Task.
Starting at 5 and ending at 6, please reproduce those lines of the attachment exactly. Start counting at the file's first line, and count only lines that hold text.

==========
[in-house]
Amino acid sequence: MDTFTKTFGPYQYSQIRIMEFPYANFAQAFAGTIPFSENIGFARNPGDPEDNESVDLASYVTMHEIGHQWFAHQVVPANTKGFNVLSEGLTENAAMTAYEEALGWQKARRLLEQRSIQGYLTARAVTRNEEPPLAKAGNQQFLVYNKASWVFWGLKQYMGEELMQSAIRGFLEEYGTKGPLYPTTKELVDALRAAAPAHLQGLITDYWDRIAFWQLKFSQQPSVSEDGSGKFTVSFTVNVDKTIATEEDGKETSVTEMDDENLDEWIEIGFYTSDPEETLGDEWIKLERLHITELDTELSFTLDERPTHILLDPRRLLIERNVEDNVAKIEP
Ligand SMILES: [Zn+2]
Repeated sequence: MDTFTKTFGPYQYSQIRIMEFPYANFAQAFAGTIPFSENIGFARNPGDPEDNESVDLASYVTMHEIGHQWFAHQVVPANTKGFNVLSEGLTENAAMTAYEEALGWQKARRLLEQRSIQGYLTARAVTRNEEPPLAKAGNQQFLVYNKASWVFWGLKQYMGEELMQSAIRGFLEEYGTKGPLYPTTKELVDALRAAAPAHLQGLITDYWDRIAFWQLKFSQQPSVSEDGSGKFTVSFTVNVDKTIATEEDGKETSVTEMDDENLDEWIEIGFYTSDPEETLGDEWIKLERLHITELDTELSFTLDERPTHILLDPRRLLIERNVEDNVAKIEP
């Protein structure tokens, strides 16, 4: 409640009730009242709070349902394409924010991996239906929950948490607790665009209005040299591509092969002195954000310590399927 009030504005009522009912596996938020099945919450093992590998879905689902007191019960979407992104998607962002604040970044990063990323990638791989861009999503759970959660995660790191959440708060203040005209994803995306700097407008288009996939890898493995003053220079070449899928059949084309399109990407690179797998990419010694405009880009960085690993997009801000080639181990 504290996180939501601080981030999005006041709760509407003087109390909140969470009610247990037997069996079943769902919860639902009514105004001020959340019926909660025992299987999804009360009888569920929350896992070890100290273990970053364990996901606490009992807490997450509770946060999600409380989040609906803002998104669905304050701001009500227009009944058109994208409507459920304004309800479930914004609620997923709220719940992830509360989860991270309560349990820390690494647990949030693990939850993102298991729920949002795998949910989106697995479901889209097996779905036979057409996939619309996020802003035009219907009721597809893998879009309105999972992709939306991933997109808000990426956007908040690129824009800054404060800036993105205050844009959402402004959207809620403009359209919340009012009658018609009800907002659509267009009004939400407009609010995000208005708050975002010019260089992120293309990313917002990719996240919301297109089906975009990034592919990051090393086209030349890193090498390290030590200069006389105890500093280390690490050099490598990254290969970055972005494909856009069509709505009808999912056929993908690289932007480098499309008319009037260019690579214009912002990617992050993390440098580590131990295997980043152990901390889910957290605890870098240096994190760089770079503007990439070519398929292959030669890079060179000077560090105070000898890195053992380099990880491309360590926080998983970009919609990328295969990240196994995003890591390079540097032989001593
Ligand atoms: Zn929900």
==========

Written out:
């Protein structure tokens, strides 16, 4: 409640009730009242709070349902394409924010991996239906929950948490607790665009209005040299591509092969002195954000310590399927 009030504005009522009912596996938020099945919450093992590998879905689902007191019960979407992104998607962002604040970044990063990323990638791989861009999503759970959660995660790191959440708060203040005209994803995306700097407008288009996939890898493995003053220079070449899928059949084309399109990407690179797998990419010694405009880009960085690993997009801000080639181990 504290996180939501601080981030999005006041709760509407003087109390909140969470009610247990037997069996079943769902919860639902009514105004001020959340019926909660025992299987999804009360009888569920929350896992070890100290273990970053364990996901606490009992807490997450509770946060999600409380989040609906803002998104669905304050701001009500227009009944058109994208409507459920304004309800479930914004609620997923709220719940992830509360989860991270309560349990820390690494647990949030693990939850993102298991729920949002795998949910989106697995479901889209097996779905036979057409996939619309996020802003035009219907009721597809893998879009309105999972992709939306991933997109808000990426956007908040690129824009800054404060800036993105205050844009959402402004959207809620403009359209919340009012009658018609009800907002659509267009009004939400407009609010995000208005708050975002010019260089992120293309990313917002990719996240919301297109089906975009990034592919990051090393086209030349890193090498390290030590200069006389105890500093280390690490050099490598990254290969970055972005494909856009069509709505009808999912056929993908690289932007480098499309008319009037260019690579214009912002990617992050993390440098580590131990295997980043152990901390889910957290605890870098240096994190760089770079503007990439070519398929292959030669890079060179000077560090105070000898890195053992380099990880491309360590926080998983970009919609990328295969990240196994995003890591390079540097032989001593
Ligand atoms: Zn929900």